To reduce the huge fossil fuel import bill of Sri Lanka, alternative energy sources must be developed and introduced rapidly, and fossil fuel burning should be gradually phased out. In the transport sector, to reduce the burning of petrol and diesel, it is essential to encourage and provide incentives for the use of electric vehicles (EV) and to install charging units powered by solar and wind energy.  The President’s suggestion last week to introduce electric buses is a commendable move in this direction. Electric trains, at least in the Colombo suburban areas, is another viable possibility in this direction.

In the UK, it is government policy now, that as of 2030, there will be no newly manufactured/imported sale of vehicles fitted with combustion engines.  This does not mean that the UK will stop the availability of petrol/diesel as a fuel for existing vehicles.  To gear up to the 2030 target, the UK Government has provided tax incentives to the private sector to introduce EV charging points, as well as a 100% exemption from annual road fund tax for EV’s.  Furthermore, a cash grant has also been given to EV owners to fit rapid charge electric outlets in their own homes/garages, etc., so that the EV can be re-charged safely at home based on domestic electricity tariffs.

Similarly, in Sri Lanka, incentives can be offered to allow the import of EV only to impose a reduced vehicle duty and/or a reduction or full exemption from the annual Licence Fee.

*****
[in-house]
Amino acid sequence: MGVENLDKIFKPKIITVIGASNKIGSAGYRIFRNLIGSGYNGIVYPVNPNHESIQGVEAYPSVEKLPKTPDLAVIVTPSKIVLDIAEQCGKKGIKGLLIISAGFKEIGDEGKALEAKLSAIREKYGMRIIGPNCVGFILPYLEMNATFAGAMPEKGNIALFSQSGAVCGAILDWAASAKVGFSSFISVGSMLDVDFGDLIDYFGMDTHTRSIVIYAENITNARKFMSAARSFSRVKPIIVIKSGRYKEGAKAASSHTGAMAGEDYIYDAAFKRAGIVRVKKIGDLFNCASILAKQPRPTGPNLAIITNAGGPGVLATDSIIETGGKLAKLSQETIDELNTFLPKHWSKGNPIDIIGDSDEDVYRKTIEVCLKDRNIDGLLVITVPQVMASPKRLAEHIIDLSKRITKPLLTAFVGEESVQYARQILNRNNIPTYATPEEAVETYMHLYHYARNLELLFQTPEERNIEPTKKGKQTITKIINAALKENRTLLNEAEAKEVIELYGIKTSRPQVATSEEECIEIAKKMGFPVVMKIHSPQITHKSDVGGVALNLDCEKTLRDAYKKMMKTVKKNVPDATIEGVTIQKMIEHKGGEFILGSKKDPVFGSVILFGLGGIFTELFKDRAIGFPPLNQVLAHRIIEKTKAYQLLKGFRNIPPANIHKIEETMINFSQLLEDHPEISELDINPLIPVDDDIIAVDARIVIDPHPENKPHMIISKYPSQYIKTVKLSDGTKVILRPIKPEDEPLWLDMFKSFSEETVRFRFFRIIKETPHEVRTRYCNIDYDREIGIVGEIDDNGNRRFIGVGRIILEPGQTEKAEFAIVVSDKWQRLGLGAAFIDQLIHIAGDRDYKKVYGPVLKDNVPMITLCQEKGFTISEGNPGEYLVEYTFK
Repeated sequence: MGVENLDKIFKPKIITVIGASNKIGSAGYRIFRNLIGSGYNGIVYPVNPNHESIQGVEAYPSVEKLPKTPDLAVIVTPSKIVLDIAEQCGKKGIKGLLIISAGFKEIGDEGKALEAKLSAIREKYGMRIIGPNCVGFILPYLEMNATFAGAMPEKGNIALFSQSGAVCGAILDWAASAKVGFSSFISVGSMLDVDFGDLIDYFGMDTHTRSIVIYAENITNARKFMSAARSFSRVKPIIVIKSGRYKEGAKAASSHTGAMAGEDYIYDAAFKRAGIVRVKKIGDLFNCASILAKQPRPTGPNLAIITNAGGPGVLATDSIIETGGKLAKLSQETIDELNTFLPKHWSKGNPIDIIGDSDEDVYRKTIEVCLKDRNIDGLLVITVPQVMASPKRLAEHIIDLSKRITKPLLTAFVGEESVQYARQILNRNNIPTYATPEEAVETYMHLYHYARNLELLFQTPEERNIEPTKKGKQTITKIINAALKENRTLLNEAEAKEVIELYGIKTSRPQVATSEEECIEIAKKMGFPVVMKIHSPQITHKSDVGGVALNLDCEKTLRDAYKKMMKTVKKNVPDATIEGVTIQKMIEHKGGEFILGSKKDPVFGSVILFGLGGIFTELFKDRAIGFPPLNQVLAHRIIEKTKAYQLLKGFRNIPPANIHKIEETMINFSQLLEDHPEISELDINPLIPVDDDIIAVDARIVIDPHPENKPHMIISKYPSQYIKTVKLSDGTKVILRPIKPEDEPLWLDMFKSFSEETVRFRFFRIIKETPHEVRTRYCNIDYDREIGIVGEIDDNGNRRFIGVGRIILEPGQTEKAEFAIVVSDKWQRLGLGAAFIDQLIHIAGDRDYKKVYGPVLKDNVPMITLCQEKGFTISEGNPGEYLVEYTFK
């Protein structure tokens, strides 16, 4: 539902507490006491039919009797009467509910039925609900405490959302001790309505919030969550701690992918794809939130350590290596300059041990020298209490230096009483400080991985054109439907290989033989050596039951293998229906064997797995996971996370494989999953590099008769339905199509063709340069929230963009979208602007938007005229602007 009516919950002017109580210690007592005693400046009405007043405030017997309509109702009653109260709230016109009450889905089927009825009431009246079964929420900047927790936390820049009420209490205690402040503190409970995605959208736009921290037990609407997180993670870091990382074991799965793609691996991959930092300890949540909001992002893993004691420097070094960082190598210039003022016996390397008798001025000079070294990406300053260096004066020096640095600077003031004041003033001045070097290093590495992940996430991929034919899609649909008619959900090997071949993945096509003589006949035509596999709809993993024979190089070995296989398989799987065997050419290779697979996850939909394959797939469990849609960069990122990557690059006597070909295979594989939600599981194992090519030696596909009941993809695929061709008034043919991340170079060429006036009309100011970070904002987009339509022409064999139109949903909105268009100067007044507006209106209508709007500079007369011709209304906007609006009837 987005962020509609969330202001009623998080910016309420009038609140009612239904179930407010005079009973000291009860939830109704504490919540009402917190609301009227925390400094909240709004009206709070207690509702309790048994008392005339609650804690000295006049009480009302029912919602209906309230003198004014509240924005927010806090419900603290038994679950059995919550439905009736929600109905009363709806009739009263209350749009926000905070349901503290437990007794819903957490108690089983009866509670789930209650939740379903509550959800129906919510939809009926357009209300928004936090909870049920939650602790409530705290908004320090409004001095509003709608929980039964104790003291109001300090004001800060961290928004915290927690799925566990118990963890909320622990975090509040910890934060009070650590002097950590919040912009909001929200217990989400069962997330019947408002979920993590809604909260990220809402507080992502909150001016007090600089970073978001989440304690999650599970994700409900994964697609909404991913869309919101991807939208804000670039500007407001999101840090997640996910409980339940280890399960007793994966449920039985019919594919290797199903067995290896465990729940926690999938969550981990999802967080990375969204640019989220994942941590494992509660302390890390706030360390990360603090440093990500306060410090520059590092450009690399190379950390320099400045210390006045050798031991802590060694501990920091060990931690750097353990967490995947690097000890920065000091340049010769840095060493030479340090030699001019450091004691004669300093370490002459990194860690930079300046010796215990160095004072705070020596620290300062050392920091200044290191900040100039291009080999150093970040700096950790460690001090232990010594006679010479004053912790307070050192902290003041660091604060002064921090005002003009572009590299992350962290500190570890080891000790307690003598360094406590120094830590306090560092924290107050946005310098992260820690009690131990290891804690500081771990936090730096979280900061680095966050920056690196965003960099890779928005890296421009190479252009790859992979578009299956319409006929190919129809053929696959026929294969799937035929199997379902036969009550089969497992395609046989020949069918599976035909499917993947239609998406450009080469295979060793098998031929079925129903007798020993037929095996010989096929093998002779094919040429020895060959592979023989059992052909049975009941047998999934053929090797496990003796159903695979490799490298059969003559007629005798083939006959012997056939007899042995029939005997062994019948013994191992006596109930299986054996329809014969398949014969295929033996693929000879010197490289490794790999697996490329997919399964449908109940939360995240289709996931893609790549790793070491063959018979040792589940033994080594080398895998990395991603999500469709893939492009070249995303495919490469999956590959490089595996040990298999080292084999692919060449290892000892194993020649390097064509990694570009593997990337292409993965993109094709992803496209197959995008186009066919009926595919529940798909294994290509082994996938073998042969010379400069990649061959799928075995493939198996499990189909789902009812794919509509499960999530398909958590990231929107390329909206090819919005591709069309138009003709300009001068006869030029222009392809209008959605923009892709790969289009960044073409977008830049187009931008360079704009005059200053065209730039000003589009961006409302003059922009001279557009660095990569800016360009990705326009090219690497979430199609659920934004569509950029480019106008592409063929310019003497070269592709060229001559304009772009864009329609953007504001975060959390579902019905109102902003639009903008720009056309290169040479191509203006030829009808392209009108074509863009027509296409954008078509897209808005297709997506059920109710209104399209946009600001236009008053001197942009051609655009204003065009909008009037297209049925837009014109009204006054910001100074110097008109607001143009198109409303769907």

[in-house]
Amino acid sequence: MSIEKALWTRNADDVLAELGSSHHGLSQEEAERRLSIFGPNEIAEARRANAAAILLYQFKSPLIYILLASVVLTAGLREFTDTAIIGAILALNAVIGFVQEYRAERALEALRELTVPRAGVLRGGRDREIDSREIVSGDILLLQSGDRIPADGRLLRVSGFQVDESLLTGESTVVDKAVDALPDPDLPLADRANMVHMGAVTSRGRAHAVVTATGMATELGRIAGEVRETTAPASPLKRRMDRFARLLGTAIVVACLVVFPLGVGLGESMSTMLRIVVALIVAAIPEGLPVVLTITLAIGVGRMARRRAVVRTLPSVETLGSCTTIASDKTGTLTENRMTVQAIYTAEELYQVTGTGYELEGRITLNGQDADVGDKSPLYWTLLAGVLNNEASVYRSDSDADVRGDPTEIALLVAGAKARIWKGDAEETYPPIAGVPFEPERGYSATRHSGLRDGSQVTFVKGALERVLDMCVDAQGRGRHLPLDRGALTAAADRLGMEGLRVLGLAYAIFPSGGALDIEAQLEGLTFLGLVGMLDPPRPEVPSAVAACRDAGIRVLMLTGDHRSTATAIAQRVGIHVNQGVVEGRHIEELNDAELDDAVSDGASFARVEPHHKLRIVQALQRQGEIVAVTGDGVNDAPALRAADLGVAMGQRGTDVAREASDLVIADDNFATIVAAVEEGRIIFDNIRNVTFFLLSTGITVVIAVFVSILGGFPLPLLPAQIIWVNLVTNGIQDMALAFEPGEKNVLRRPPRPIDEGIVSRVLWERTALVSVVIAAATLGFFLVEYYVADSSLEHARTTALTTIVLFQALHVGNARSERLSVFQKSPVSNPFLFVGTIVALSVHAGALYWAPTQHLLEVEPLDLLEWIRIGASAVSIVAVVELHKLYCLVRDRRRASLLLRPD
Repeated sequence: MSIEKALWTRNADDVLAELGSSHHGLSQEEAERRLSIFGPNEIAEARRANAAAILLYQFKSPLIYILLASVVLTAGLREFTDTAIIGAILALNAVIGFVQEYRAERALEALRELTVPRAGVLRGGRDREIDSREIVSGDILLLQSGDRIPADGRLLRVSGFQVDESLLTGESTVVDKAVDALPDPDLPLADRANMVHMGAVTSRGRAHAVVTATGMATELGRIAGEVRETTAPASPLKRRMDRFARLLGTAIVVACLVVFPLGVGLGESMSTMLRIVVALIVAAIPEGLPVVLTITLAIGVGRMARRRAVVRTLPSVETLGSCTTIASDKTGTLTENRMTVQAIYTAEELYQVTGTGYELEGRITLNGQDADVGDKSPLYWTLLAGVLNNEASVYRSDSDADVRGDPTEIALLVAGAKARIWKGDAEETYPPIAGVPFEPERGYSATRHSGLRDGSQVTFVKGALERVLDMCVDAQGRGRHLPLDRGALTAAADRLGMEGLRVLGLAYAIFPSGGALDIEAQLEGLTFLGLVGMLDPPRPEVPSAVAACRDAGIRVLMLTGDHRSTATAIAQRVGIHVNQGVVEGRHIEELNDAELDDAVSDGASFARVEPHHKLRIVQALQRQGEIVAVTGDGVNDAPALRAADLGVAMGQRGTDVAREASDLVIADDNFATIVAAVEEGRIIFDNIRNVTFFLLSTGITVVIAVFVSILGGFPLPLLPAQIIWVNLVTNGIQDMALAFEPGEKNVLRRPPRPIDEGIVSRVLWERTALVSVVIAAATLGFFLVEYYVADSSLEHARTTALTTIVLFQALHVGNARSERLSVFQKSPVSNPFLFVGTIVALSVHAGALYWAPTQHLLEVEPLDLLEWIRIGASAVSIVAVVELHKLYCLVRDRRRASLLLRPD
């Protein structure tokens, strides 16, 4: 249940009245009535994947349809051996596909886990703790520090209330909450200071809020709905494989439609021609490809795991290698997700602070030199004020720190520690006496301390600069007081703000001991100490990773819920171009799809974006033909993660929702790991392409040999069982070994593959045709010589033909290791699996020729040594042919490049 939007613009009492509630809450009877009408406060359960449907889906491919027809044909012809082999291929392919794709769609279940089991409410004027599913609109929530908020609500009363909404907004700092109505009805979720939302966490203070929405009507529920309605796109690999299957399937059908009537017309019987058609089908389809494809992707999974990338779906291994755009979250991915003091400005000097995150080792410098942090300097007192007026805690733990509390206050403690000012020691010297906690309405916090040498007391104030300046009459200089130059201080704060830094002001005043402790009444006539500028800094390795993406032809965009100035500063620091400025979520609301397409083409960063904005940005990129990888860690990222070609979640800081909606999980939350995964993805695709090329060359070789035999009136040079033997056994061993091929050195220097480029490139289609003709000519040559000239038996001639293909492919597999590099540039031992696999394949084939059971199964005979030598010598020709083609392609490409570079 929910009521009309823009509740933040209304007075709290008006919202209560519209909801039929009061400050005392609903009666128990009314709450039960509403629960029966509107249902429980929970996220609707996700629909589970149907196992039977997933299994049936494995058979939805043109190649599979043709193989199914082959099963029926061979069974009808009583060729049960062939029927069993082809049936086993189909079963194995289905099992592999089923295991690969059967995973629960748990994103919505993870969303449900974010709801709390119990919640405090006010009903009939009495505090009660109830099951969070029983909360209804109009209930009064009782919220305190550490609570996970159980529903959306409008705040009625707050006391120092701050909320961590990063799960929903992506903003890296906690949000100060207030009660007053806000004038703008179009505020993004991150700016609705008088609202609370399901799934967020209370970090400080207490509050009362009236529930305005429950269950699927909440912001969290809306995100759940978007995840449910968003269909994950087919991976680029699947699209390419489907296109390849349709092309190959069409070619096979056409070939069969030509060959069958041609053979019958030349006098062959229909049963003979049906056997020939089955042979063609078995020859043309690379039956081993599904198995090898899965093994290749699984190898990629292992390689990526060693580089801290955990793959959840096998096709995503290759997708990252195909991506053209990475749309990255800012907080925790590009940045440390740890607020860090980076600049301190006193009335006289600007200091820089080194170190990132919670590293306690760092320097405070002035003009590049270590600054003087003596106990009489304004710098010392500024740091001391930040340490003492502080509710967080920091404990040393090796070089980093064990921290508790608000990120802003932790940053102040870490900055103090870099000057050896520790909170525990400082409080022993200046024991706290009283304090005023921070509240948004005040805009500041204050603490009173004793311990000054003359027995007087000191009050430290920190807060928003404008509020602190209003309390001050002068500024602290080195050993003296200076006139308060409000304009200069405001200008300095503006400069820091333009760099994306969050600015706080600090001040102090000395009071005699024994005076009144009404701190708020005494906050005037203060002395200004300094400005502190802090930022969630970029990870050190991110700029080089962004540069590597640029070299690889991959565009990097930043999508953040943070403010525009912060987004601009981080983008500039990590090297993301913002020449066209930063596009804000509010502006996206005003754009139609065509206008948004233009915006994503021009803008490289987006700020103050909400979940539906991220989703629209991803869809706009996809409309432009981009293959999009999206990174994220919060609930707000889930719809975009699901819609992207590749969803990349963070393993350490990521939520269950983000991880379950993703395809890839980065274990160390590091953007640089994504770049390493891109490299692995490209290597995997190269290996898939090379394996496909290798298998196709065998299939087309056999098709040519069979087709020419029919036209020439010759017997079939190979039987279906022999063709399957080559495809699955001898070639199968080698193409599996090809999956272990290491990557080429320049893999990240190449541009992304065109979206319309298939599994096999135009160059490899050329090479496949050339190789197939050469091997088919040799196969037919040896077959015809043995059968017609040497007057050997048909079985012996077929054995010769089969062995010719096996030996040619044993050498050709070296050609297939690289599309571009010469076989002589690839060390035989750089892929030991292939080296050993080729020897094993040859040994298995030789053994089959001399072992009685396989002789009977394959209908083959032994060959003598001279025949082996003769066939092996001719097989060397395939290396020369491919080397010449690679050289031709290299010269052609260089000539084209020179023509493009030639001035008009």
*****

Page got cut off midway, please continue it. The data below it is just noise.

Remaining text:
In addition to the private sector involvement in adding EV rapid charging outlets, the Ceylon Petroleum Corporation/CEYPETCO and/or the SL Sustainable Energy Authority (SLSEA) can install EV rapid charging stations in the existing network of petrol filling stations, car parking areas, etc.

It is a shame that Sri Lanka with an abundance of solar power has to resort to more and more carbon emitters like coal, LNG, diesel and naphtha to supply the power needs of the country. The Government should take a firm stand on the future energy generation plans and provide both legal cover as well as financial incentives to achieve a greener Sri Lanka.

The writers: Professor I. M. Dharmadasa, Sheffield Hallam University, Sheffield, United Kingdom. Dharme@shu.ac.uk, Professor L. Dissanayake, National Institute of Fundamental Studies, Kandy,  makldis@yahoo.com and Professor O. A. Ileperuma, Emeritus Professor, University of Peradeniya,

oliveri@pdn.ac.lk


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One response to “Solar Power can resolve Sri Lanka’s Energy Crisis

  1. Chandra Maliyadde

    These eminent experts are coming out with the stark truism. We being a tropical country with fairly adequate rainfall can resort to hydro power during the rainy period and turn to solar power during the dry season.
    As the article says, the Ceylon Electricity Board engineers have a vested interest for reasons well known. We stand under the hot sun and use fossil fuel generated electricity to operate air conditioners and fans.
    May be engineering, reality and vested interest do not go together in the heads of CEB engineers. No need of wasting words on policy makers and politicians.